An unadjusted bivariate logistic regression model tested for significant correlations between the presence of Cryptosporidium spp. and/or the presence of Giardia spp. in humans, animals, or the environment of participating rural Mongolian residences and variables of interest associated with their household characteristics, animal contact, and water, sanitation and hygiene behaviors. A combined variable was created to represent households that had a single parasite species or both parasite species present, as the exposure pathways for these pathogens are the same. Variables with significance from the bivariate logistic regression model were included in a multivariate regression model, which also adjusted for household location (ex. rural). Results with p ≤ 0.05 were considered statistically significant. Analyses were conducted using only available data and absent data were assumed to be missing at random.

Geospatial operations were conducted using ArcGIS 10.5.1 (ESRI, Redlands, CA) and R 3.6.1 ( on all study households with successfully recorded GPS points (n = 245). The aim of our geospatial analysis was to identify regional variability in the risk of parasitized human households while controlling for the presence of parasites in water, flies, and animal specimens, regardless of pathogen.

To perform these analyses we constructed a Bayesian spatial regression model using the R package brms, which makes use of the posterior sampling program Stan [7374]. Our dependent variable was the binary result of parasite presence in a household member, regardless of parasite type. This was modeled using a logistic probability distribution, with the primary independent variable being a 2-dimensional smoothing function of longitude/latitude coordinate space. We used a Gaussian process (kriging) to create a smooth function of coordinate space. Animal, fly, and water testing were incorporated in the models as fixed linear predictors. We chose minimally informative regularizing prior probability distributions for the linear predictors and the intercept, selecting a mean of 0 and standard deviation of 0.5 to constrain the model from making extreme estimates. To assess the impact of animal, fly, and water contamination, we also ran a model adjusted only for spatial coordinates. We then compared the adjusted and unadjusted models by their Watanabe-Akaike information criterion (WAIC).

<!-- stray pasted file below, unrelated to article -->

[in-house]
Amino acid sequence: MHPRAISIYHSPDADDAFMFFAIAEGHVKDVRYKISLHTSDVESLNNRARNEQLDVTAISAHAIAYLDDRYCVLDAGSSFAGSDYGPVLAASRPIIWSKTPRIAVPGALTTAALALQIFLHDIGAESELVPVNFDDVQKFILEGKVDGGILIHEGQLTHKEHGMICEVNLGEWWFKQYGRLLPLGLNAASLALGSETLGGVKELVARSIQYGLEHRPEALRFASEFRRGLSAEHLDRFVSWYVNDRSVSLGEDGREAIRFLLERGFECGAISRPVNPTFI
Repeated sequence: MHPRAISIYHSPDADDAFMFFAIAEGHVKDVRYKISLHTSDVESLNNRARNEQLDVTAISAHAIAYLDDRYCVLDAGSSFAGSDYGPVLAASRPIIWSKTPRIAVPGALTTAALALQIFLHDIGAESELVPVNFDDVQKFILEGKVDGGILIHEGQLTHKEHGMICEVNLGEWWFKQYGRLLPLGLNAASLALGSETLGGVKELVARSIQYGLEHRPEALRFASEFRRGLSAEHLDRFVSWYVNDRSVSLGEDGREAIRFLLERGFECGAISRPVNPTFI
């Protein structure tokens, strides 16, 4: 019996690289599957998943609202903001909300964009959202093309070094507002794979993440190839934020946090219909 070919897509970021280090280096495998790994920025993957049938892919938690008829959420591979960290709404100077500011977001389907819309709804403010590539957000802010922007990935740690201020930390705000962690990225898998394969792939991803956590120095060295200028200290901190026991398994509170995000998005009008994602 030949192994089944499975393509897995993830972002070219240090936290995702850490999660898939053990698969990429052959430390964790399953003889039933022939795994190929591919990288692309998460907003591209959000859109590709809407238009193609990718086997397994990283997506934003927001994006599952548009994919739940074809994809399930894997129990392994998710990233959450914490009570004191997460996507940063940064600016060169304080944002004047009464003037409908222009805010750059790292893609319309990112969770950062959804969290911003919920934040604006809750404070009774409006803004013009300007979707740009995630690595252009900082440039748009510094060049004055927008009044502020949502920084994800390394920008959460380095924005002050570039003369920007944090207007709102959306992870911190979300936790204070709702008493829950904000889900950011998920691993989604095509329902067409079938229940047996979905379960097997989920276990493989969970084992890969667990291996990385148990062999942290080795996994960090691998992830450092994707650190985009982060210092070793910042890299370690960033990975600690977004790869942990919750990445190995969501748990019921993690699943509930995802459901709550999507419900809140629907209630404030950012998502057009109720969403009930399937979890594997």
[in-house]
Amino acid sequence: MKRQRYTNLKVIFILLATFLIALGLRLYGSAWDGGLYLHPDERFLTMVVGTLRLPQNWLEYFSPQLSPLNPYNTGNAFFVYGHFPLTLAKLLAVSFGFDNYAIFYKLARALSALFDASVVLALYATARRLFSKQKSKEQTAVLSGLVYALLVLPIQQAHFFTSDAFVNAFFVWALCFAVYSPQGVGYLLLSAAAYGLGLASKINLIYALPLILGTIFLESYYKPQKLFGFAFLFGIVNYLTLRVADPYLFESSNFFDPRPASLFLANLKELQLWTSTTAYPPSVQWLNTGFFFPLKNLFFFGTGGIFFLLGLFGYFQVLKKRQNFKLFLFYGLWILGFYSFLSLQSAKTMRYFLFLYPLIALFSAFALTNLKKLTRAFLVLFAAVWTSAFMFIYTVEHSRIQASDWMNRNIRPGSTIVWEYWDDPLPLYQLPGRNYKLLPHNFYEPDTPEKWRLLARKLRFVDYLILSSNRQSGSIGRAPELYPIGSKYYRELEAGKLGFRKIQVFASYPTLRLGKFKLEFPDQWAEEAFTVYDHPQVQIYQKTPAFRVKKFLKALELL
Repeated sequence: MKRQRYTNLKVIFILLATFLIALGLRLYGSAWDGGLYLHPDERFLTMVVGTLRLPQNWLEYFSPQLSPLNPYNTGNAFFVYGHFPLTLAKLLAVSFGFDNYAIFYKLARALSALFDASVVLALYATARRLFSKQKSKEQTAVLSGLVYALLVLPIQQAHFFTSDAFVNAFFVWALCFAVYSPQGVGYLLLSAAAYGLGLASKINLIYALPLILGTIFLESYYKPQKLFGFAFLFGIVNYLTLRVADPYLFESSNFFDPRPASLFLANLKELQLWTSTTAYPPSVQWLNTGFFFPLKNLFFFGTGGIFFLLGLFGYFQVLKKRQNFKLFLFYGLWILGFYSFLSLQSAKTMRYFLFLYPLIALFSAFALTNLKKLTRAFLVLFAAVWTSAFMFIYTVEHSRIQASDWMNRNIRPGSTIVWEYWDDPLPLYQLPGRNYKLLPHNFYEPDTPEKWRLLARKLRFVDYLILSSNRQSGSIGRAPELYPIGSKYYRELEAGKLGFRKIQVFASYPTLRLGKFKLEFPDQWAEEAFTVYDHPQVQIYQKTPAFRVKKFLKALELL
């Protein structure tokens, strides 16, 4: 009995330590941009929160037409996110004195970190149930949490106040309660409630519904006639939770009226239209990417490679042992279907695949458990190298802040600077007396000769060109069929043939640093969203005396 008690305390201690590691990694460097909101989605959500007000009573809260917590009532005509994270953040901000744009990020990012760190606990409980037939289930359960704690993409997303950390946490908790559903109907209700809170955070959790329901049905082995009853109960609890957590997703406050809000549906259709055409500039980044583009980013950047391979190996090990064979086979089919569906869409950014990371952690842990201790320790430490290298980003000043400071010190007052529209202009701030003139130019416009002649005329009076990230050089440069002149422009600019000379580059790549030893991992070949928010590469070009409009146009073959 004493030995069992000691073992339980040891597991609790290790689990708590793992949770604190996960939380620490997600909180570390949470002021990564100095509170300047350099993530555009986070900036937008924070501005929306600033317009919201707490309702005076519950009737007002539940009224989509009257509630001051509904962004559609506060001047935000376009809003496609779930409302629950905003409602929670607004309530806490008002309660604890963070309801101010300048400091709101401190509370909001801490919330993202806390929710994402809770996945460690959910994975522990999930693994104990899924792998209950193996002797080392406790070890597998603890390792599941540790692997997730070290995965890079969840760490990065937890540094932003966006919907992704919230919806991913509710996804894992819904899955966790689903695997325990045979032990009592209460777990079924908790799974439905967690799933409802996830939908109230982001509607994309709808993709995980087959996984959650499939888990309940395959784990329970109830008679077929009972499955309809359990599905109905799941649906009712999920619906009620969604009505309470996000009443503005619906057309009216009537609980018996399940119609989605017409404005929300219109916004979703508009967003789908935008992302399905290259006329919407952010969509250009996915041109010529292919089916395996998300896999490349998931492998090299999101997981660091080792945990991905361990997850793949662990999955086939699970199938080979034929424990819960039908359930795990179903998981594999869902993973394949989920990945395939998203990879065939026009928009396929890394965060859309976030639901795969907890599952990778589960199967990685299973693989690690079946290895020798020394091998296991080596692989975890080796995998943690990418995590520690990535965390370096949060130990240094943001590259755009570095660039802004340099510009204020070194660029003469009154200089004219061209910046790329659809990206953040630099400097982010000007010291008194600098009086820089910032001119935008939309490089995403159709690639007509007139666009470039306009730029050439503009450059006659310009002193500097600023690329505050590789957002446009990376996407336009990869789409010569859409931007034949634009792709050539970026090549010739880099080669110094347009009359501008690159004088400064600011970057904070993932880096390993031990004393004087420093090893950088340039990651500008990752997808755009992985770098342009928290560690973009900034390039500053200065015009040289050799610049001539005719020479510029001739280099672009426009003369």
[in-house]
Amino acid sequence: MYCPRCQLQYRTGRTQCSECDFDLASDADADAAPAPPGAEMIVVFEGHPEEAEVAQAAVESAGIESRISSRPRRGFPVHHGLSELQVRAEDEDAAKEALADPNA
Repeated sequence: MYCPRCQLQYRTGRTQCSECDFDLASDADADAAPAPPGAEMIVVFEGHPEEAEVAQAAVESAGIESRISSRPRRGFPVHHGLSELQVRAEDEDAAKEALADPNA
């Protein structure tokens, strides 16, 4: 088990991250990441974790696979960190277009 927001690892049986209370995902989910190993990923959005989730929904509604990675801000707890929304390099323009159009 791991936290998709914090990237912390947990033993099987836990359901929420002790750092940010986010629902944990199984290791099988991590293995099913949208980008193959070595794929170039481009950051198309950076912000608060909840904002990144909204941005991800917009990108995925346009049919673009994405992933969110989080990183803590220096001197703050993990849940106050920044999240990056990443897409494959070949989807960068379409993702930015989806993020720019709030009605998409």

After running the model, we predicted its results to the geographic regions surrounding our sampling households. The households loosely fell within five clusters, and these clusters were separated by large areas with no sampling (and sparse populations). Using the minimum bounding geometry tool in ArcGIS we created a convex boundary around each of the five clusters, then expanded each of these boundaries using a 10 km buffer zone. We then generated a dense coordinate grid covering the entire study area and retained those coordinate pairs that fell within the buffer zones. We then predicted the odds estimates from the fit spatial model to the remaining coordinates. Odds were converted to probability using the formula odds / (1 + odds), and expressed as predicted prevalence.


A total of 250 households participated from rural, peri-urban, and urban sites. Overall, 20% of study households had at least one sample that was positive for Cryptosporidium spp. and/or Giardia duodenalis (n = 51;Table 1). Household samples included human stool, domestic animal stool, drinking water, and filth fly pools. Polyparasitism occurred in 0.7% of the overall samples tested, while 0.8% of samples were positive for Cryptosporidium spp. only and 3.5% positive for Giardia duodenalis only. Of the 51 positive households, 19% demonstrated polyparasitism and approximately 8% had one or more ZEPs found in both human and animal samples at the same home site (Fig 2).

Fig 2. Sample types positive for Cryptosporidium spp. and/or Giardia duodenalis at each Mongolian household with zoonotic enteric parasite presence.

Table 1. Occurrence of Cryptosporidium spp. and Giardia duodenalis in human, animal, water, and fly samples (n = 1,354) collected at Mongolian study households (n = 250).

Most positive households were in the rural provinces of Zavkhan (28%) and Selenge (26%). Rural sites also provided more samples per household as compared to the peri-urban and urban sites as they engaged in herding and other animal husbandry operations. Overall prevalence varied by province, with 7% of all Selenge household samples testing positive for Cryptosporidium spp. and/or Giardia duodenalis.